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by Ruth Reichl

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2,2391052,867 (3.83)112
Authors:Ruth Reichl
Info:Penguin Books (2005), Hardcover
Collections:Read but unowned

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Garlic and Sapphires: The Secret Life of a Critic in Disguise by Ruth Reichl (2005)



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Showing 1-5 of 104 (next | show all)
I keep it on the cookbook shelf for the roast chicken recipe, but I always get sucked into the stories
  revliz | Jun 14, 2015 |
This was a pleasant visit. I do enjoy food criticism when it's well done. Reichl seemed to develop an identity crisis though. ( )
  2wonderY | Jun 10, 2015 |
a good read; makes you hungry ( )
  rosies | May 16, 2015 |
A book which doesn't disappoint. It meets expectations. But nothing else. If you expect to read about restaurant critics, their bitching and moaning, if you expect to read about poor service in restaurants and perfect service once they discover the food critic in their dining room then this book won't disappoint.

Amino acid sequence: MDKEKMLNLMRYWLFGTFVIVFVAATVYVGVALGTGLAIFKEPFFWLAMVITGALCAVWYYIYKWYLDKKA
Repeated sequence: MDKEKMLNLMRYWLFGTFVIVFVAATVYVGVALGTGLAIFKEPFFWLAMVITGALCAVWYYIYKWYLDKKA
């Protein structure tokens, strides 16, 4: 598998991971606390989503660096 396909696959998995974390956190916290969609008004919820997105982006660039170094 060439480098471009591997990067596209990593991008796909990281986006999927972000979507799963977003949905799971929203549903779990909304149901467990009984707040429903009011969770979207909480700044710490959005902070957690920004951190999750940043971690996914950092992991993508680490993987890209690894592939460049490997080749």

Ruth Reichl writes about her time at the New York Times. She pulls all the cliches and stereotypes. Life at a big American newspaper is described exactly as you would expect it. Throw in a husband not really into fancy food, a little son, a colleague who has cancer and you get the mix for a Hollywood romance. Maybe that's what Reichl was writing for, the movie contract.

There is nothing surprising, no excitment, no clever twists, the plot just flows along the soft bends in the story's little creek. ( )